USA v. Ernesto Cortes-Castro, et al, No. 11-15539 (11th Cir. 2013)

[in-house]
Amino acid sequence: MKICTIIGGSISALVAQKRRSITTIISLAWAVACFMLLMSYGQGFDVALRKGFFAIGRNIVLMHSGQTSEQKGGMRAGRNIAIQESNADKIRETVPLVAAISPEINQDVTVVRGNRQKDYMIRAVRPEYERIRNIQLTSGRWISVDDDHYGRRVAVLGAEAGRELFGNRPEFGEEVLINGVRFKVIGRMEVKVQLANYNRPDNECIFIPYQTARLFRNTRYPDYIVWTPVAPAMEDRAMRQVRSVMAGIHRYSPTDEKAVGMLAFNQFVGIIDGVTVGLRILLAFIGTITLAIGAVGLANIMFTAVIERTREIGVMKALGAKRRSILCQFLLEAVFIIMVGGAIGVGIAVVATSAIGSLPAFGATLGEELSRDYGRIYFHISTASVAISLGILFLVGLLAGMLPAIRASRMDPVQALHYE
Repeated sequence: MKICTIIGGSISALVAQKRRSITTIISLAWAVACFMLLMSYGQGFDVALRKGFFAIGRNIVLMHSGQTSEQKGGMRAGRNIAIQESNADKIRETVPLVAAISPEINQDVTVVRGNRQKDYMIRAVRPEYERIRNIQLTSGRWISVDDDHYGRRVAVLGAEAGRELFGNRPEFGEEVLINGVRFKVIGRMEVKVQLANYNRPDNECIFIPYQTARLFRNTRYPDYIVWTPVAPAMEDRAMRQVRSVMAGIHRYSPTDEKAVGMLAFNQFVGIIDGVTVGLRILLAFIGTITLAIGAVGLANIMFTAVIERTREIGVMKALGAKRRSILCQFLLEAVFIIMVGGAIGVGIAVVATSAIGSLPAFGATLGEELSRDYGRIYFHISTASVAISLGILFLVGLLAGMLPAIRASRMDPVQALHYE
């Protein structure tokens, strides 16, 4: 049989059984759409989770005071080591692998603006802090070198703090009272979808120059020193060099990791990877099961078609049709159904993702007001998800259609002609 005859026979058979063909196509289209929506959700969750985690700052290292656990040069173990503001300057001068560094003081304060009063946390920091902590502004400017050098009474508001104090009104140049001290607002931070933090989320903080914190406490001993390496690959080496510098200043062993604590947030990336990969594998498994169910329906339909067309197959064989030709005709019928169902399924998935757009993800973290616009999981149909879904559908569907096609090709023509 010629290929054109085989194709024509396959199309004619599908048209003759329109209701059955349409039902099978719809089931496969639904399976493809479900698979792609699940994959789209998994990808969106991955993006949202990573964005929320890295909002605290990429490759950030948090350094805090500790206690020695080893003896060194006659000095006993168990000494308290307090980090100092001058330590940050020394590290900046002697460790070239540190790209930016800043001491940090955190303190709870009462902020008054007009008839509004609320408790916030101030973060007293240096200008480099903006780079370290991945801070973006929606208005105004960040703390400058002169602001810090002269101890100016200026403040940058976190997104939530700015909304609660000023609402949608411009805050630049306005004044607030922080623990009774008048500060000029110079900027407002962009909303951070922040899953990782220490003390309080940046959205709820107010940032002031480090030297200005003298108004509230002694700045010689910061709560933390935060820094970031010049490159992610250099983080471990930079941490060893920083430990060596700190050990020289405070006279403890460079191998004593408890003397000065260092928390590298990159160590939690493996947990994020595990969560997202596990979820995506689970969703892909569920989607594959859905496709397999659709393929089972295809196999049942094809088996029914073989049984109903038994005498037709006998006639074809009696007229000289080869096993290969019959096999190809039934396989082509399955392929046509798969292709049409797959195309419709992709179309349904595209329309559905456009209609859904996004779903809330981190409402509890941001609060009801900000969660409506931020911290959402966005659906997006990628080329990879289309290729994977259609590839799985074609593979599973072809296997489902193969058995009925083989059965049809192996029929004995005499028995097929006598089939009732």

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Case: 11-15539 Date Filed: 03/07/2013 Page: 1 of 11 [DO NOT PUBLISH] IN THE UNITED STATES COURT OF APPEALS FOR THE ELEVENTH CIRCUIT ________________________ No. 11-15539 Non-Argument Calendar ________________________ D.C. Docket No. 1:11-cr-20005-ASG-4 UNITED STATES OF AMERICA, Plaintiff Appellee, versus ERNESTO CORTES-CASTRO, Defendant-Appellant. ________________________ No. 11-15682 Non-Argument Calendar ________________________ D.C. Docket No. 1:11-cr-20005-ASG-4 UNITED STATES OF AMERICA, Plaintiff-Appellee, versus Case: 11-15539 Date Filed: 03/07/2013 Page: 2 of 11 ALBERTO CORTES-CASTRO, Defendant-Appellant. ________________________ No. 11-15892 Non-Argument Calendar ________________________ D.C. Docket No. 1:11-cr-20005-ASG-2 UNITED STATES OF AMERICA, Plaintiff-Appellee, versus ISRAEL CORTES-MORALES, Defendant-Appellant. ________________________ Appeals from the United States District Court for the Southern District of Florida ________________________ (March 7, 2013) Before WILSON, PRYOR and ANDERSON, Circuit Judges. PER CURIAM: Ernesto Cortes-Castro, Alberto Cortes-Castro, and Israel Cortes-Morales appeal their sentences of 180 months of imprisonment for conspiring to traffic 2 Case: 11-15539 Date Filed: 03/07/2013 Page: 3 of 11 women to engage in commercial sex acts by force or coercion. 18 U.S.C. § 1594(c). Ernesto, Alberto, and Israel challenge the reasonableness of their sentences and the award of restitution. We affirm. The Department of Homeland Security learned that Ernesto, Alberto, Israel, and a coconspirator were smuggling women from Mexico into the United States, where they were forced to become prostitutes. A grand jury returned a superseding indictment that charged Ernesto, Alberto, and Israel with conspiring to traffic women for prostitution by force or coercion, id., and with trafficking V.D. for prostitution by force or coercion, id. §§ 2, 1591(a), (b), and that charged Ernesto with trafficking C.E. for prostitution by force or coercion, id., and with transporting C.E. in interstate and foreign commerce with the intent that she engage in prostitution, id. §§ 2, 2421. Ernesto, Alberto, and Israel entered identical agreements to plead guilty to the charge of conspiracy in exchange for the dismissal of their other charges. The plea agreements contained joint recommendations that the district court calculate the defendants sentences using a base offense of 34, United States Sentencing Guidelines Manual § 2G1.1(a)(1) (Nov. 2010); that they receive a three-point reduction for their acceptance of responsibility, id. § 3E1.1(a); and that they receive a sentence within the advisory guidelines range. The agreement provided that the district court could depart from the advisory guidelines range and impose a 3 Case: 11-15539 Date Filed: 03/07/2013 Page: 4 of 11 sentence up to the maximum statutory sentence of imprisonment for life. The district court accepted the defendants guilty pleas and adopted the recommendation to apply section 2G1.1. The factual proffer submitted with the plea agreements stated that, between 2002 and December 2010, Ernesto, Alberto, Israel, and others agreed to establish a sex trafficking and prostitution business in the United States, in which women would be transported from Mexico . . . into the United States, where they would be prostituted in exchange for money. Ernesto, Alberto, and Israel kep[t] and controll[ed] some of the money that sex clients paid and they agreed to use various means of fraud, force, threats of force, and coercion to cause the women to engage in prostitution. The defendants agreed to transport women to have sex with clients or to have the women delivered to brothels where they would stay . . . for a week or two having sex with clients. The women were required to have sex with between 20 and 40 men each night, and [e]ach client paid about $30 for 15 minutes of sex. The defendants kept some money and sent the rest to family members in Mexico via international money wire services. [T]he defendants[] and co-conspirators[] often discussed their prostitution business, how to increase profits, and how to control their prostitutes. The factual proffer stated that [s]everal victims of the conspiracy would have testified at trial about how Ernesto, Alberto, and Israel snared their victims. 4 Case: 11-15539 Date Filed: 03/07/2013 Page: 5 of 11 The defendants would romantically court their victims in Mexico and, after establish[ing] emotional connections, they would urge the women to mov[e] to the United States for a better life and often alluded to marriage and children, and [s]ometimes, they even married the women and impregnated them. The defendants encouraged the women to find jobs in the United States and, after smuggling them into the country, they learned that . . . [they had] to become prostitutes and give the defendants the proceeds. None of the women sp[oke] English, had [any] family in [the United States], [or] had [any] money or immigration papers. And the defendants admitted to using various means to force the women to engage in prostitution. [O]n several occasions, [the women] were ordered not to speak with each other or not to leave the house ; [t]hey were threatened with being abandoned ; [t]hey were psychologically humiliated ; and they were harmed or received threats of harm. The defendants presentence investigation reports provided that Ernesto, Alberto, and Israel all equally engaged in the . . . scheme to traffic immigrant women who were often forced to have sex with up to 40 men, usually Mexican migrant workers, per night for as little as $25 per man. The reports described how, in 1999, Israel kidnapped S.J.G., forced her to marry him, and smuggled her to New York, where she was forced to work as a prostitute, beaten, and remained penniless. S.J.G. lived with Israel, Ernesto, and Alberto and two women who 5 Case: 11-15539 Date Filed: 03/07/2013 Page: 6 of 11 similarly had been smuggled into the country to work as prostitutes to undocumented migrant farm workers in New York and in Florida. The three women were not permitted to speak to each other or leave the house alone, and S.J.G. saw Ernesto and Alberto abuse other prostitutes by punching, kicking, and beating them and dragging them down stairs. S.J.G. tried to escape, but Israel caught her, beat her, and locked her in the basement. Israel allowed S.J.G. to visit Mexico for two weeks, but when she stayed longer, Israel kidnapped her, impregnated her, and threatened to take her baby if she did not return to her former life. After a few years, Israel agreed to divorce S.J.G., and she lived in Miami, where she learned about stash houses where the defendants concealed their prostitutes. The report also described how Israel transported another victim, V.D., to 10 different locations, where she was required to have sex with 30 to 40 immigrant workers, and how Ernesto and Alberto transported V.D., on three different occasions, to houses where she was forced to have sex with 20 to 25 clients at each location. V.D. received a portion of the money for each act of prostitution. The report mentioned the amount of loss inflicted on four victims: 1) $93,000 by E.G.C.; 2) $310,000 by L.L.S.; 3) $345,000 by D.V.R.; and 4) $311,200 by C.E. The presentence reports determined the defendants advisory guideline range based on 13 victims, but later the reports were revised to reflect the decision to 6 Case: 11-15539 Date Filed: 03/07/2013 Page: 7 of 11 calculate the guidelines range based on one victim. The initial presentence reports provided an adjusted offense level of 40, see U.S.S.G. §§ 2G1.1(c), 2A3.1, 3D1.4(a), and an advisory guidelines range between 292 and 365 months of imprisonment. The revised reports used an adjusted offense level of 31 and, with a criminal history of I, provided an advisory guidelines range between 108 and 135 months of imprisonment. The defendants and the government requested that the district court impose sentences at the high end of the revised guidelines range. The government presented testimony from six victims about the physical, psychological, and monetary effects of the defendants crimes. For example, S.J.G. testified about being forced to perform oral sex on migrant workers who had feces on their genitals and being beaten so violently on one occasion that she suffered a loss of eyesight and had to undergo surgery to salvage her vision. In response to the defendants objections, the district court said that, while [it could] consider [the testimonies of the women] as victim statements, they [did] not rise to the level of evidence, so [its] primary concern . . . [was] the factual proffer and the presentence report. The district court varied upward from the revised guidelines range and sentenced each defendant to 180 months of imprisonment. The district court explained that the defendants conduct was unusually heinous, cruel, brutal and 7 Case: 11-15539 Date Filed: 03/07/2013 Page: 8 of 11 degrading to each of the victims involved ; the recommendation for sentencing [was] insufficient to address the nature and degree of each of [the sentencing] factors ; and the sentence recommended did not afford[] adequate deterrence to the serious crime of human trafficking for prostitution. The district court stated that it gave significant weight to the nature and circumstances of the defendants crimes and their histories, 18 U.S.C. § 3553(a)(1), and to deterring the serious crime of human trafficking for prostitution, id. § 3553(a)(2)(B). Later, the government submitted a memorandum in support of its request for restitution contending that the amount of loss to each victim should be based on the profit derived from her forced prostitution, plus any specific damages, and less any compensation received. Five victims submitted declarations detailing how they calculated their amounts of loss. In the declarations, S.G.J. requested $257,300, L.L.S. requested $310,000, C.E. requested $211,200, D.V.R. requested $316,800, and V.D. requested $607,600. The defendants did not respond to the memorandum or the declarations. At the restitution hearing, the government revised downward most of the loss amounts requested by the victims and supported its calculations with information from the factual proffer, the presentence reports, and the victims declarations. The government requested loss amounts for only five victims: $153,300 for S.J.G.; 8 Case: 11-15539 Date Filed: 03/07/2013 Page: 9 of 11 $310,000 for L.L.S.; $154,400 for C.E.; $299,200 for D.V.R.; and $322,300 for V.D. The district court credited the calculations of the government and awarded restitution of $1,239,200. The district court explained that restitution was mandated by statute and, even if . . . discretionary, given the very significant circumstances of this offense[,] . . . restitution [was] required here to address the full amount of the victims losses. The defendants argued that the victims had exaggerated their losses and that their testimonies and declarations were inconsistent with statements they gave shortly after their release, but the district court found that the declarations were reliable and credible because they were consistent with the factual proffer, the presentence reports, and the victims testimonies. The district court also found that any inconsistencies in the victims earlier statements were attributable to still [being] under the influence of the trauma of [the crimes] and perceived threats of family members. The district court did not abuse its discretion by sentencing Ernesto, Alberto, and Israel to terms 45 months above the high end of their revised advisory guidelines range. The defendants enslaved, demeaned, and debased immigrant women. The defendants forced their victims for several years to perform sexual activities daily for up to forty men, and they controlled their victims through mental intimidation, maltreatment, and violent physical abuse. The district court 9 Case: 11-15539 Date Filed: 03/07/2013 Page: 10 of 11 reasonably determined that a sentence above the revised guidelines range was required to address the abhorrent nature and protracted duration of the defendants crimes and to dissuade them from abusing women in the future. Id. § 3553(a)(1), (a)(2)(B); see United States v. Clay, 483 F.3d 739, 743 (11th Cir. 2007) ( The weight to be accorded any given [section] 3553(a) factor is a matter committed to the sound discretion of the district court. ). The defendants argue that the upward variance resulted in an impermissible double-counting of conduct accounted for under section 2A3.1 of the guidelines, but the district court applied section 2G1.1(a)(1) of the guidelines and, in any event, it reasonably could rely on the egregious circumstances of the defendants crimes in fashioning an appropriate sentence, see United States v. Amedeo, 487 F.3d 823, 833 34 (11th Cir. 2007). The sentences of 180 months of imprisonment, which were well below the maximum statutory penalty of imprisonment for life, were reasonable. See United States v. Winingear, 422 F.3d 1241, 1244 (11th Cir. 2005). The district court also did not err in ordering the defendants to pay restitution. By statute, the district court had to compensate these victims of sex trafficking in an amount equaling the greater of the gross income or value to the defendant of the victim s services or labor and for their losses attributable to medical services, necessary transportation, housing, child care expenses, and other losses suffered . . . as a proximate result of the offense. Id. §§ 1593(a), 10 Case: 11-15539 Date Filed: 03/07/2013 Page: 11 of 11 1593(b)(3), 1593(c), 2259(b)(3). And the district court did not clearly err in crediting the victims declarations or determining the amount of restitution based on the defendants admissions to information in the factual proffer and the presentence report. See United States v. Beckles, 565 F.3d 832, 844 (11th Cir. 2009). Alberto argues that the order of restitution rewards the victims for their illegal activities, but this argument is preposterous given that his victims were enslaved and forced to prostitute. The victims of the defendants sex trafficking crimes were entitled to be made whole for their losses. United States v. Huff, 609 F.3d 1240, 1249 (11th Cir. 2010) (quoting United States v. Arutunoff, 1 F.3d 1112, 1121 (10th Cir. 1993)). We AFFIRM the sentences imposed on Ernesto and Alberto Cortes-Castro and Israel Cortes-Morales. 11